Today’s post is by Charles P. Collins, executive vice president of sales planning automation at PrecisionSales Engineering. It appeared originally on the Precision Sales Engineering blog and is used here with permission.See how PrecisionSales Engineering can help with your sales planning; click here for a free demo.
Some time ago, I sat across from a CEO who boasted that he had more than 80 enterprise prospects in the sales pipeline. He knew this for a fact because, as he told me, it was in his morning CRM dashboard summary.
You can probably guess what followed. After digging into the actual activity, we found that there were precisely two service providers with whom his reps were meaningfully engaged. Two! It was a phenomenal and potentially devastating disconnect.
Gallup and Harvard Business Review recently published very sobering statistics that should make every sales manager reassess his or her reliance on so-called productivity tools such as CRM. In an exhaustive analysis, Gallup concluded that “only 30 percent of US employees are engaged at work, and a staggeringly low 13 percent worldwide are engaged.” It was further reported that this number has not changed in 10 years, despite the fact that we have seen a vast improvement in the information technology used in the workplace.
Further analysis placed the blame for this lack of engagement squarely on managers’ shoulders. In fact, Gallup found that 70 percent of the variance in employee engagement scores was directly attributable to their managers.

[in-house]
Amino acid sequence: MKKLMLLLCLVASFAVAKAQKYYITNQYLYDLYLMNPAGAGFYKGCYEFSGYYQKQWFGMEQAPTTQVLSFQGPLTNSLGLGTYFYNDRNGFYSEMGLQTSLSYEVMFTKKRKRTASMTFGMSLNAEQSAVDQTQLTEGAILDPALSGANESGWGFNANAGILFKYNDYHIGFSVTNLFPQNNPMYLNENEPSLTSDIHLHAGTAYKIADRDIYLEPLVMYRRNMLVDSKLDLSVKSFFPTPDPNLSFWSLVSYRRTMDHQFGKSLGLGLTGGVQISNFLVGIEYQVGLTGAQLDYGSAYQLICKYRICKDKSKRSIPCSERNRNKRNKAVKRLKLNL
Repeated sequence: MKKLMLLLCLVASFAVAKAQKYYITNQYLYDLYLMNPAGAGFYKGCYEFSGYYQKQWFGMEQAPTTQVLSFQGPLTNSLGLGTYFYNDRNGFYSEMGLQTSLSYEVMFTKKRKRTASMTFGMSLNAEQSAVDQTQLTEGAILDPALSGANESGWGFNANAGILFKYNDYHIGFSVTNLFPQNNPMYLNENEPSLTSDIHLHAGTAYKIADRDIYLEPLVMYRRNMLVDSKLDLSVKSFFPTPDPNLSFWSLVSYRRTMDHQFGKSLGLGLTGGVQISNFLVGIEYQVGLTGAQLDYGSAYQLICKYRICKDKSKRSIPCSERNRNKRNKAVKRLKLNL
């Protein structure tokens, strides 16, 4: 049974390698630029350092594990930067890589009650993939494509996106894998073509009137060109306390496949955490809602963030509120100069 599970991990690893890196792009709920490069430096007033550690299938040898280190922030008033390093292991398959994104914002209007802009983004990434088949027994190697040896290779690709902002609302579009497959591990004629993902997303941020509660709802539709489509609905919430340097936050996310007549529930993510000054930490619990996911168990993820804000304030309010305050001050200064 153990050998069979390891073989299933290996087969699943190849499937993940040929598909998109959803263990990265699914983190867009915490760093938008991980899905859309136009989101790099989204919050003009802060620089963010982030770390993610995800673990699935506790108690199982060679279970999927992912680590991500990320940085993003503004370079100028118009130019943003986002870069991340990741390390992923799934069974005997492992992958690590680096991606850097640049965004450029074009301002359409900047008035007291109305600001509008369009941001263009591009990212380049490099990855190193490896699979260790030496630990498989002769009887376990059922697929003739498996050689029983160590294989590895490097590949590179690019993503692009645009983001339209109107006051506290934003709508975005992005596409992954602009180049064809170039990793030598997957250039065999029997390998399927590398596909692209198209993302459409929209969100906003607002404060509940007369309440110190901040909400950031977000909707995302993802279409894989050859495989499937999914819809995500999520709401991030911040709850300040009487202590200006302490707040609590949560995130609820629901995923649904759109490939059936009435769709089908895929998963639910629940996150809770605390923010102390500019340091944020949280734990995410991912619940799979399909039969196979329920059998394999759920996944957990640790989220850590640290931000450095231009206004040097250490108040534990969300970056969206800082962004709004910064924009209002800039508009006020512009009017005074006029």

Why the abysmal productivity rates despite all the new technology (e.g., CRM) that purports to increase productivity? The answer is really quite simple: technology is a tool, and any tool is only as effective as the skill with which its operator uses it.
Just as spreadsheets can be a powerful tool if you understand how to use and apply macros and workflows to achieve a specific result, CRM is useful only if it is applied to
- proactively manage the sales force to achieve a clear set of objectives,
- establish clear operating metrics that define a successful result, and
- accurately reflect what the sales force is doing tactically on a day-to-day basis to achieve that result.
Without checks and balances along the way, an imprecise and unfocused implementation of CRM can be more destructive than having no CRM at all.
Another critical success factor for effective use of CRM is understanding the top-down principle of sales management: achieving a target (i.e., sales revenue) is possible only if the objectives and supporting goals to realize those objectives have first been carefully crafted by sales managers, then communicated to the sales organization and tied to unambiguous metrics that define what tasks need to be completed and when. Using CRM simply as a bucket to log calls, track proposals, or store so-called prospects ignores its main potential to improve sales engagement.
The lesson? Don’t mistake useless noise in your CRM for a sales pipeline. When sales projections are supported by facts rather than hope and the CRM system is used as a planning and management tool, success will follow every time. And that’s a fact.
See how PrecisionSales Engineering can help you leverage Salesforce CRM for improved sales planning.